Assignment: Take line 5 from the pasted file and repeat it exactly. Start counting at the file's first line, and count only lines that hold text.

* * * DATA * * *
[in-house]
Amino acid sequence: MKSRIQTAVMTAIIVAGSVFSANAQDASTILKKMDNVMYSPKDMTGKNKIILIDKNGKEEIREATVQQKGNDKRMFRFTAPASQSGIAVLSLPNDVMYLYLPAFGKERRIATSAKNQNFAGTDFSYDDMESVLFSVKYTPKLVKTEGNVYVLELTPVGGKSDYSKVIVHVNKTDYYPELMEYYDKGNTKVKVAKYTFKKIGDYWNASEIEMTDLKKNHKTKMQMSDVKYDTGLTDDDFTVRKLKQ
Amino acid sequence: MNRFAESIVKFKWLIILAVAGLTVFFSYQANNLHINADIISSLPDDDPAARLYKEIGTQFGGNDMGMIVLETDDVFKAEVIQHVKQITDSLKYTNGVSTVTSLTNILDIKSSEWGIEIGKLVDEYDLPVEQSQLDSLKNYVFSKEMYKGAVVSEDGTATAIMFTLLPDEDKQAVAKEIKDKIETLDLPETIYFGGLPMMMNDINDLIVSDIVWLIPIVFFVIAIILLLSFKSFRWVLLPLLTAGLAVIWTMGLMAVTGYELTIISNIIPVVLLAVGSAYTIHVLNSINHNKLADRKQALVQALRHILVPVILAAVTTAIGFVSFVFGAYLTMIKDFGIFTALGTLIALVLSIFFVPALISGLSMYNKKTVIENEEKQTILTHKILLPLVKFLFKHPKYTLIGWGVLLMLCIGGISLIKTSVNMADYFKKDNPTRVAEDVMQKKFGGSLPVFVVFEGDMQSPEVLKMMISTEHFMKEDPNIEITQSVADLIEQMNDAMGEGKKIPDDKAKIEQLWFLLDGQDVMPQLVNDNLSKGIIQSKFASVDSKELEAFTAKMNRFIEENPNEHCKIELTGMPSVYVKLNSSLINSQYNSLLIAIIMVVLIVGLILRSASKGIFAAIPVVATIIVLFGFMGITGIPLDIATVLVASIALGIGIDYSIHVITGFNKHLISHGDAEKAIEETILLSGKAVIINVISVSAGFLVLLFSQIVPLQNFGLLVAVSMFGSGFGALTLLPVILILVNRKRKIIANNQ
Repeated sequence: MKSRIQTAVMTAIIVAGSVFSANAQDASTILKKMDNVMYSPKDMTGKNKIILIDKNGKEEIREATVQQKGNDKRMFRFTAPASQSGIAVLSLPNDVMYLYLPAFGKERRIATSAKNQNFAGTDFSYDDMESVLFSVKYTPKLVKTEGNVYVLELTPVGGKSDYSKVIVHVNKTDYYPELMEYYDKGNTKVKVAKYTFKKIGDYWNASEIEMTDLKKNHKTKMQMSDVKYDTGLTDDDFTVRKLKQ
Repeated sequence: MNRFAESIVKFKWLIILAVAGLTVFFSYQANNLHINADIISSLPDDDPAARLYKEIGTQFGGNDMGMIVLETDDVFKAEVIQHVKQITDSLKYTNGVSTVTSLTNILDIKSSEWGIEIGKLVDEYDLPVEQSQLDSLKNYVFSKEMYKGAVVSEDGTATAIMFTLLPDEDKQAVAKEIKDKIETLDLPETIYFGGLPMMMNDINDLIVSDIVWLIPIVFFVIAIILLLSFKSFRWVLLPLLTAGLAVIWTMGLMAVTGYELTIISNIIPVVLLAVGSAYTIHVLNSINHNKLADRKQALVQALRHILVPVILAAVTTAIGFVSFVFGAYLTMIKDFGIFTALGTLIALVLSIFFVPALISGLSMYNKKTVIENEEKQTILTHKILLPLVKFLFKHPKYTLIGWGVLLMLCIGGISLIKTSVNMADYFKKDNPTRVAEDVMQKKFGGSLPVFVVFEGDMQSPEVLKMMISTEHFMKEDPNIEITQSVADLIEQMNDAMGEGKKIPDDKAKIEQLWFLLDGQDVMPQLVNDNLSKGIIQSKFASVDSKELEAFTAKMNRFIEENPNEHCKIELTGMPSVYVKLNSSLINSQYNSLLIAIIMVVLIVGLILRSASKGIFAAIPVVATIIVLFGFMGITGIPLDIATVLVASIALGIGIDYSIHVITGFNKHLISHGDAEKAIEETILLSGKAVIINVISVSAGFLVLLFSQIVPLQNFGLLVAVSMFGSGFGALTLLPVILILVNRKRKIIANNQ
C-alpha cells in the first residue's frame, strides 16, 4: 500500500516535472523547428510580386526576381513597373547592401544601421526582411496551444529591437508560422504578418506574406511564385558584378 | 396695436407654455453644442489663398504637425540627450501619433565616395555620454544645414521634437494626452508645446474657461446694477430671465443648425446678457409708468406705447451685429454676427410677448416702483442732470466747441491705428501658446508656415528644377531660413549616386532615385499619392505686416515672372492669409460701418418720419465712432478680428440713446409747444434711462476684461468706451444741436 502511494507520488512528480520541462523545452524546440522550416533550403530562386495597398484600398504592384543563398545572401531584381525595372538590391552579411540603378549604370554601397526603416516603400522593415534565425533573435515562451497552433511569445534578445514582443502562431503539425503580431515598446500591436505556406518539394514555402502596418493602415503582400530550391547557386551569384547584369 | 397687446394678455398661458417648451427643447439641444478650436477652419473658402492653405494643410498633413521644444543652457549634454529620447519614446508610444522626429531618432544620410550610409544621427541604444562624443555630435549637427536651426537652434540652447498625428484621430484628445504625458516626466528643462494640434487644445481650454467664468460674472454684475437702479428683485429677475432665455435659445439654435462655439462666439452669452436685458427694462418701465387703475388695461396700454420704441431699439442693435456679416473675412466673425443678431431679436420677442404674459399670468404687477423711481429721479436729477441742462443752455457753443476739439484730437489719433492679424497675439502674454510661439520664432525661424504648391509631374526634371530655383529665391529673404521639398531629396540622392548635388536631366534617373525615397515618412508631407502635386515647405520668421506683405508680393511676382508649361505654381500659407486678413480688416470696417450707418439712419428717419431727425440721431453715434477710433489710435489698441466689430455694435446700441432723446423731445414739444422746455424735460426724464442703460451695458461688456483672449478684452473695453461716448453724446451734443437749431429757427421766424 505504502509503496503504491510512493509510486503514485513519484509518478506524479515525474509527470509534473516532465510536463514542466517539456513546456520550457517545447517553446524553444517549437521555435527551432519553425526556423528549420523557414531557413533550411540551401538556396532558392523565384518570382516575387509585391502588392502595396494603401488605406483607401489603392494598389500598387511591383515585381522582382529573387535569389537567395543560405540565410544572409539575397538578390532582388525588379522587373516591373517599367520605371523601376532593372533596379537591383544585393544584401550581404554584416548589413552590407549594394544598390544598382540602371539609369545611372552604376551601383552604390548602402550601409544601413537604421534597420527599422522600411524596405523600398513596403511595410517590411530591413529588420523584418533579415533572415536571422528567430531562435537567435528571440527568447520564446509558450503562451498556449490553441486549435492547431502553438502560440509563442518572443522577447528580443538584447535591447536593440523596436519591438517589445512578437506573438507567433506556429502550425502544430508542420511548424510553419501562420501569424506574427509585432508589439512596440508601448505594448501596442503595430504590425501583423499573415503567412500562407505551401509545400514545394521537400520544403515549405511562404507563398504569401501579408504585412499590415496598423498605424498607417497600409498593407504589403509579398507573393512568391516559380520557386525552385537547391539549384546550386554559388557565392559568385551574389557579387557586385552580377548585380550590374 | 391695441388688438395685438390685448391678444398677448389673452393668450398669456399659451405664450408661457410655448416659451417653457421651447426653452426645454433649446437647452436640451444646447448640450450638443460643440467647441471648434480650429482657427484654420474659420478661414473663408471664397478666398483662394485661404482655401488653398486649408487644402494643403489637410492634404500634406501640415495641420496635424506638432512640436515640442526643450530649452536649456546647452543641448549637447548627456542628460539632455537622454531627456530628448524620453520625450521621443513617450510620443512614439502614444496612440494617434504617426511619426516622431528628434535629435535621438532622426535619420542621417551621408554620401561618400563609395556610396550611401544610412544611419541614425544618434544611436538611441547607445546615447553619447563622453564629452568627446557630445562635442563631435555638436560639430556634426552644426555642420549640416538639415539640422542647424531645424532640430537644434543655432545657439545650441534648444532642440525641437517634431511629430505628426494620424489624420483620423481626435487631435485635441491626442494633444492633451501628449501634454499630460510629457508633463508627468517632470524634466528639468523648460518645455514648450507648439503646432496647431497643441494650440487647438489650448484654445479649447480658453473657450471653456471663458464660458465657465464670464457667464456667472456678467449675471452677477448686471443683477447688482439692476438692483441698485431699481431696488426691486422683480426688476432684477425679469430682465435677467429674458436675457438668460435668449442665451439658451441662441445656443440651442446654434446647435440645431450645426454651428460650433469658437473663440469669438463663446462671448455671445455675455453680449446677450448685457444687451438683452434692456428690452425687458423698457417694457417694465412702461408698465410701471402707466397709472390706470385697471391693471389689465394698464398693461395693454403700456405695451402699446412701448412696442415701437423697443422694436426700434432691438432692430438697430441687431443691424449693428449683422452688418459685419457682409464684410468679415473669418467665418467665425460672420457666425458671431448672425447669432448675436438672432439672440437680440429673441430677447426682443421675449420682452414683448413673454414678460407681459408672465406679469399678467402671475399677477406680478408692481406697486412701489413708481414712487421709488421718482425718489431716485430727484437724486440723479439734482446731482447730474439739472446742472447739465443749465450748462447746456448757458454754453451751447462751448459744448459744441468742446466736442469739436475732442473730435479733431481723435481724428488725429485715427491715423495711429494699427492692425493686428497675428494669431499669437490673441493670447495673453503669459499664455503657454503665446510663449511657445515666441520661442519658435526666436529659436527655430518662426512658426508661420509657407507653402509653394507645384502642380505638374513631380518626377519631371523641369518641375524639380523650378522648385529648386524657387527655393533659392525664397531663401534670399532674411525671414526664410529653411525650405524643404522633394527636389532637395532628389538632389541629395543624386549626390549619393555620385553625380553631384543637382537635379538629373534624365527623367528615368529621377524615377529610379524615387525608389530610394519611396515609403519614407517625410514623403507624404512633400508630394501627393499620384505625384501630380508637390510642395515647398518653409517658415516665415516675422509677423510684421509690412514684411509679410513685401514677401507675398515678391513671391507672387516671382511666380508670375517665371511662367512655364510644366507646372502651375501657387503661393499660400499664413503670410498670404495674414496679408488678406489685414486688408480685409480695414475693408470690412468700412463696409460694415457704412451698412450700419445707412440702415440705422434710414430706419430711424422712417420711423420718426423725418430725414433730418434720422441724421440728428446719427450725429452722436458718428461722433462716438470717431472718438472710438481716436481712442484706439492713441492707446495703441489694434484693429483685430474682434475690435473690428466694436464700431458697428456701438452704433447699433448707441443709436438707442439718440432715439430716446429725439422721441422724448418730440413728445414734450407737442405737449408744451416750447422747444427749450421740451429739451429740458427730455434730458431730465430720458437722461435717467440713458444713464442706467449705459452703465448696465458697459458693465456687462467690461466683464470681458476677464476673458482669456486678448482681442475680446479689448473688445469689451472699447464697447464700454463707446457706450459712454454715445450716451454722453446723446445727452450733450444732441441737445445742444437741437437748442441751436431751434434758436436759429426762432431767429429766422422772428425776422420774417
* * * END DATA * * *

Repeated sequence: MNRFAESIVKFKWLIILAVAGLTVFFSYQANNLHINADIISSLPDDDPAARLYKEIGTQFGGNDMGMIVLETDDVFKAEVIQHVKQITDSLKYTNGVSTVTSLTNILDIKSSEWGIEIGKLVDEYDLPVEQSQLDSLKNYVFSKEMYKGAVVSEDGTATAIMFTLLPDEDKQAVAKEIKDKIETLDLPETIYFGGLPMMMNDINDLIVSDIVWLIPIVFFVIAIILLLSFKSFRWVLLPLLTAGLAVIWTMGLMAVTGYELTIISNIIPVVLLAVGSAYTIHVLNSINHNKLADRKQALVQALRHILVPVILAAVTTAIGFVSFVFGAYLTMIKDFGIFTALGTLIALVLSIFFVPALISGLSMYNKKTVIENEEKQTILTHKILLPLVKFLFKHPKYTLIGWGVLLMLCIGGISLIKTSVNMADYFKKDNPTRVAEDVMQKKFGGSLPVFVVFEGDMQSPEVLKMMISTEHFMKEDPNIEITQSVADLIEQMNDAMGEGKKIPDDKAKIEQLWFLLDGQDVMPQLVNDNLSKGIIQSKFASVDSKELEAFTAKMNRFIEENPNEHCKIELTGMPSVYVKLNSSLINSQYNSLLIAIIMVVLIVGLILRSASKGIFAAIPVVATIIVLFGFMGITGIPLDIATVLVASIALGIGIDYSIHVITGFNKHLISHGDAEKAIEETILLSGKAVIINVISVSAGFLVLLFSQIVPLQNFGLLVAVSMFGSGFGALTLLPVILILVNRKRKIIANNQ